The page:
[erlang-questions] Italian User Group
Francesco Cesarini (Erlang Solutions)
Wed Mar 17 21:19:54 CET 2010
interesting discussions on various user groups. Having started the one
in Stockholm and London, and helped the Michals initiate the one in
Krakow, the main focus of these user groups is to meet up and listen to
talks, exchange experiences, war stories, network, do code dojos and
meet new people. It is not about a language or a mailing list. More
about a particular location. (Even if this location is secondary, as
people from all over have registered on the London user group list). As
far as I know, the most up to date list list of all Erlang user groups
is on trapexit:
This lists are used to announce meetups.
In some cases, mailing lists and discussions in local languages are a
must. As Chandru states, not everyone speaks English, and those who do
might not have the confidence of posting to such a heavily trafficated
list... Great examples of large Erlang communities exist in China and
Japan. They run their own conferences, workshops and blogs:
http://ecug.org/ and http://erlang-china.org/ are an example. I am sure
Kenji can share similar experiences and links on Japan. I have not
looked for them, but am sure they are there. South Korea is another
country with a large user base you rarely come across here in Europe but
boy do they show up on the erlang.org google analytics page. If you take
Joe's book, it has been translated to Chinese, Japanese and Korean.
Simon and my Erlang Programming is being translated to Chinese (It is
now out for review), Japanese and Russian (The latter two due out later
this year). I hope both books will come out in many other languages.
Also hoping that Manning is looking to translate Martin, Eric and
Richard's excellent book, as local translations help the community and
reduce the barrier to entry when teaching Erlang in universities. There
was a great talk at OSCON 2008 on starting a user group. The slides are
As a result of this thread, we are hoping to arrange a one day event in
Italy. Events in local languages (The Erlang Factory Lite we ran in
Krakow was in Polish, except for Ulf's talk. He is practising for next
year, but in the meantime preferred English). Also, to provide some
numbers... Last week, we had a London User Group meeting in conjunction
with QCON. 50 people showed up. The Michals also kicked off the Wrocklaw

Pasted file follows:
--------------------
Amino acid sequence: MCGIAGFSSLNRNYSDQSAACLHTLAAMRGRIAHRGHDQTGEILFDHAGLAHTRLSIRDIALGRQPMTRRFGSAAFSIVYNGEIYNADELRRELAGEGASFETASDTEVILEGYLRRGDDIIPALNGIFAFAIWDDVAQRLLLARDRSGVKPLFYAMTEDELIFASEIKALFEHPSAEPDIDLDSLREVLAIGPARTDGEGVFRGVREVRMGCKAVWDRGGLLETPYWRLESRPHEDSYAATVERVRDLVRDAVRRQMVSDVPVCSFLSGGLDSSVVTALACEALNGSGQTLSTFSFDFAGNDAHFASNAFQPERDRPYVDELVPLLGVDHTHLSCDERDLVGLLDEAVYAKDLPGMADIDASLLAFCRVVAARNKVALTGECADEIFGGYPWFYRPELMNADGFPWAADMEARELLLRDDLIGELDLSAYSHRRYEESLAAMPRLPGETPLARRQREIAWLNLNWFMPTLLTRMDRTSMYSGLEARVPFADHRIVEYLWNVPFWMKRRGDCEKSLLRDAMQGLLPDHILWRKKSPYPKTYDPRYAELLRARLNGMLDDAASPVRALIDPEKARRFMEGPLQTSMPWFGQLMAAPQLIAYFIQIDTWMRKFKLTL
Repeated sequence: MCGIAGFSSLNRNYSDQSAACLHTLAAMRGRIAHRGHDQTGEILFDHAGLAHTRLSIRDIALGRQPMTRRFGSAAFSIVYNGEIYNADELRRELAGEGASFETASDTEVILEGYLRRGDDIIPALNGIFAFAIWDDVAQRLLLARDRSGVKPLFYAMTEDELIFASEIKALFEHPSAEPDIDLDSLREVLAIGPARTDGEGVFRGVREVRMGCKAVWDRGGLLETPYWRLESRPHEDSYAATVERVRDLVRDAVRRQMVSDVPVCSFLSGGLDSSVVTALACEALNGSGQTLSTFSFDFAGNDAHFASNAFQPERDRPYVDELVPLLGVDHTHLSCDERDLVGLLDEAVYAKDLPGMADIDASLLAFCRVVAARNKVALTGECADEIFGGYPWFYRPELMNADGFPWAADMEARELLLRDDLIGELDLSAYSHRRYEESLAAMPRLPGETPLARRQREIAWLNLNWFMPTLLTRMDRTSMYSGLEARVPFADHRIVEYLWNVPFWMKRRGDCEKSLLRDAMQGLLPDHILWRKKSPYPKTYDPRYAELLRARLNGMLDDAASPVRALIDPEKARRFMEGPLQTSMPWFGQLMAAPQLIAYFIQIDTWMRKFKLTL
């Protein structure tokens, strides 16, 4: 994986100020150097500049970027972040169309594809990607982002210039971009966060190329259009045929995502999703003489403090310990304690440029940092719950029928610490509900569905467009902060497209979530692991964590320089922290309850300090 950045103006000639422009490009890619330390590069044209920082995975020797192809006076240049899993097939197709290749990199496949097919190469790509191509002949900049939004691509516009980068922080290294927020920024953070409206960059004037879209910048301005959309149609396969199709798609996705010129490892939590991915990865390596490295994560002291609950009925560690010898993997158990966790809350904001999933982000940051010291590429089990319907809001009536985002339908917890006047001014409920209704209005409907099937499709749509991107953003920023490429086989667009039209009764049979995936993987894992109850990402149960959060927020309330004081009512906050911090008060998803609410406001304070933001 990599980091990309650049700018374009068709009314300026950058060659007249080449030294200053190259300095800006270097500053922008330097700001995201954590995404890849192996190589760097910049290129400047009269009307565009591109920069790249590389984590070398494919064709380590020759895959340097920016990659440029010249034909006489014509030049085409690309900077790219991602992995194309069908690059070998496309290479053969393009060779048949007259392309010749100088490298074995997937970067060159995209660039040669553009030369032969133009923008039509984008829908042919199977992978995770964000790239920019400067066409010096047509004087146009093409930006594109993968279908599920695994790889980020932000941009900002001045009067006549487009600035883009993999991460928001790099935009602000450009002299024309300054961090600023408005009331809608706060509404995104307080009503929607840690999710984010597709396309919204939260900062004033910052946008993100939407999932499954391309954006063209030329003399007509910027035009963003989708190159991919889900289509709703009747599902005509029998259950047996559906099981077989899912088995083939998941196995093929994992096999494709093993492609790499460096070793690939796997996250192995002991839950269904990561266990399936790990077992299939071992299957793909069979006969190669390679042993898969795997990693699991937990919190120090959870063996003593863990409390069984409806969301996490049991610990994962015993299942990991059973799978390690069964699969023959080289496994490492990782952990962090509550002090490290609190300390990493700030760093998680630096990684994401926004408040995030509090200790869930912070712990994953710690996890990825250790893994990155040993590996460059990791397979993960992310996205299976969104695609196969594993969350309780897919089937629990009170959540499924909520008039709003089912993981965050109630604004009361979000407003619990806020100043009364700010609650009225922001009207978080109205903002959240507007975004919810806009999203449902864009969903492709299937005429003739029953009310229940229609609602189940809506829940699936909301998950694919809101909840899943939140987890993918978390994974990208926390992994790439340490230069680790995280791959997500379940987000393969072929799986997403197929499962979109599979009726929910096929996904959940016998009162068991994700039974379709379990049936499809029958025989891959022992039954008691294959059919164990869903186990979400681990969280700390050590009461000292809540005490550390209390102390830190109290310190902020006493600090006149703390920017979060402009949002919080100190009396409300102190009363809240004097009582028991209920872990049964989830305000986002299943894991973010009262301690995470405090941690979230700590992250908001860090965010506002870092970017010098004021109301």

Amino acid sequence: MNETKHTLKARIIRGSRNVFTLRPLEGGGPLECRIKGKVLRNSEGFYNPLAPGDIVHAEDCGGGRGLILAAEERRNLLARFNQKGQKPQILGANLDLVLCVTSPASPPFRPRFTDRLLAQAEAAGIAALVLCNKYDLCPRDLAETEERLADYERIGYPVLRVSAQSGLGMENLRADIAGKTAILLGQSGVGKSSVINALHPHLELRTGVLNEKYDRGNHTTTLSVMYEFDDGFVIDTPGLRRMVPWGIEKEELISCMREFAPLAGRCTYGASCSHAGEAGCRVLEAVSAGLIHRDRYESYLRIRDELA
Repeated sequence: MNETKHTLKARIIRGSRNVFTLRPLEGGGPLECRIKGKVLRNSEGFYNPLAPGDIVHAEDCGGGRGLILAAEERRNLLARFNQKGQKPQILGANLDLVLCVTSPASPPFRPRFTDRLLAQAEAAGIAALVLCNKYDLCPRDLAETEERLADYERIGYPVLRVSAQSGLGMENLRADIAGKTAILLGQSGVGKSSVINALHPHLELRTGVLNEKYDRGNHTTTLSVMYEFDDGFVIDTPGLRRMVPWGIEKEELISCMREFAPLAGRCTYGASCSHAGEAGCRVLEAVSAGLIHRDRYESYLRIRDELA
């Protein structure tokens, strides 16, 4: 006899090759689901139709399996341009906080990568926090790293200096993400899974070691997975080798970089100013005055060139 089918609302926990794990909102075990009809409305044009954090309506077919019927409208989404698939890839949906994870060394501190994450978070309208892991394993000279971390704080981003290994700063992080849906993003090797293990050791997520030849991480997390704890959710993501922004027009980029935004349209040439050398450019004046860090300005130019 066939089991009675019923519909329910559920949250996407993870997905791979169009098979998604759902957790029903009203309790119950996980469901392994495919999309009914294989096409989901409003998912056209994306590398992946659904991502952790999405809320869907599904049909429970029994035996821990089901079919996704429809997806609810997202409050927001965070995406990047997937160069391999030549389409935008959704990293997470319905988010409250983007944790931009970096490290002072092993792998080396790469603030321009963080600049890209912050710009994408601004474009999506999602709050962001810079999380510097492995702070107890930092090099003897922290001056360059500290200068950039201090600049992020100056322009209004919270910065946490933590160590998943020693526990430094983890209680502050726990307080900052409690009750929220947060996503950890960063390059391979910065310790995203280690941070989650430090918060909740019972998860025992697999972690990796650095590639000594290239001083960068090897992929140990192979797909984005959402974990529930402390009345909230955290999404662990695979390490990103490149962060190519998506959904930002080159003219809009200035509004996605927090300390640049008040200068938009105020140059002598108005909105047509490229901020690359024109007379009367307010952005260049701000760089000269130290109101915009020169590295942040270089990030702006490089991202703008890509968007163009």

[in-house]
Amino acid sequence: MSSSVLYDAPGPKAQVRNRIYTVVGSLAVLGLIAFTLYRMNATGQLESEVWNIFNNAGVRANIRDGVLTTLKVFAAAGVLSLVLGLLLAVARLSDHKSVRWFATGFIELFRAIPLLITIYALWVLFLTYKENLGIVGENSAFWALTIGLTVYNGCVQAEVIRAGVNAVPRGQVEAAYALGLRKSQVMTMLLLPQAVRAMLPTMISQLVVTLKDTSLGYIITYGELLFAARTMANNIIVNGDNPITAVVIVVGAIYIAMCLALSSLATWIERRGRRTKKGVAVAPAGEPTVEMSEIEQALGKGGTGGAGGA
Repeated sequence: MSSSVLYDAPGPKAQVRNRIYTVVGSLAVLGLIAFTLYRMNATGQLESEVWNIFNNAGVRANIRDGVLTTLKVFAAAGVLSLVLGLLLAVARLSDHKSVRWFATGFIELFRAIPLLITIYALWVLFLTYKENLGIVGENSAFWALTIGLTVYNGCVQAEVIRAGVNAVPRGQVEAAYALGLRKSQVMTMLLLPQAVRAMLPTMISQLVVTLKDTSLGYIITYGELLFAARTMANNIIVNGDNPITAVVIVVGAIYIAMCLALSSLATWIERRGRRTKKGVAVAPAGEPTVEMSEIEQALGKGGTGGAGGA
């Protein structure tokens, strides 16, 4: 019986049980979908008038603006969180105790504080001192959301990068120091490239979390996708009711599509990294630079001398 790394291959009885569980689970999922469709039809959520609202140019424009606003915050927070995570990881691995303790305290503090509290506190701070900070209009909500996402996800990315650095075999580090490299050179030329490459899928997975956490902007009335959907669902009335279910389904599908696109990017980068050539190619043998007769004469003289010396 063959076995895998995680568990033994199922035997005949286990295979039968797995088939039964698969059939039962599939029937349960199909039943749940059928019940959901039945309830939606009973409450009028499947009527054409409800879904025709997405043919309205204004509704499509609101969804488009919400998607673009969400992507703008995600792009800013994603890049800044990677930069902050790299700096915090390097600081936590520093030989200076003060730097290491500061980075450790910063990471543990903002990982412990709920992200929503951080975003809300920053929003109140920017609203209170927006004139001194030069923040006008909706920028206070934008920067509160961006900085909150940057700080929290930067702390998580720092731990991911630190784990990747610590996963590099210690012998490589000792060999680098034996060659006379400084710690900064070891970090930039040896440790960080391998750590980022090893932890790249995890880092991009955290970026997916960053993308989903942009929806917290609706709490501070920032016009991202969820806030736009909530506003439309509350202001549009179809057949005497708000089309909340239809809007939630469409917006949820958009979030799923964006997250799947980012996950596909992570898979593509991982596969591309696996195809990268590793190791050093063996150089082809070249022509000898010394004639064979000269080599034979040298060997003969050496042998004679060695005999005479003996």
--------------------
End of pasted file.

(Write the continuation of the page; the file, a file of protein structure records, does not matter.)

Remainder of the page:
User Group , where 60 people showed up! I think that there were about 20
people in Paris this Monday.
The next Erl Lounge (aka Bay Area User Group Meeting) will be next week
in conjunction with the Erlang Factory in the bay area. Expect 100+
people and free beer. Joanna will be sending an email out to this
mailing list with the details, but it will be an excellent opportunity
for everyone who could not take time off to come and mingle with the
speakers and conference delegates.
So all in all, all noise is good noise, in whatever language and
whatever location you are in.
Hope to see many of you in SF next week!
> In the message <>
> dated Tue, Mar 16, 2010 at 01:05:15PM +0300,
> Konstantin Sorokin <> writes:
>> My point is that it is not necessary to speak fluent English to
>> communicate, right ? I've found from my experience that generally
>> people are very tolerant to the
>> grammar mistakes if they still can understand you. Erlang community is
>> too small to be stratified by native languages.
> I strongly and always suggest all talented Japanese-speaking programmers
> and users of Erlang in Japan to write their ideas in English, and some
> of them do. They are brave people. But that does not necessarily mean
> that they do not have any difficulty on speaking/listening to English.
> I think one of the main reason why Erlang has been getting popularity in
> Japan is that Programming Erlang by Joe Armstrong is very well
> translated into Japanese. (And I hope Erlang Programming by Francesco
> Cesarini and Simon Thompson will be in a near future.)
> BTW I appreciate any regional/linguistical programming communities to
> emerge anyway.
> Kenji Rikitake
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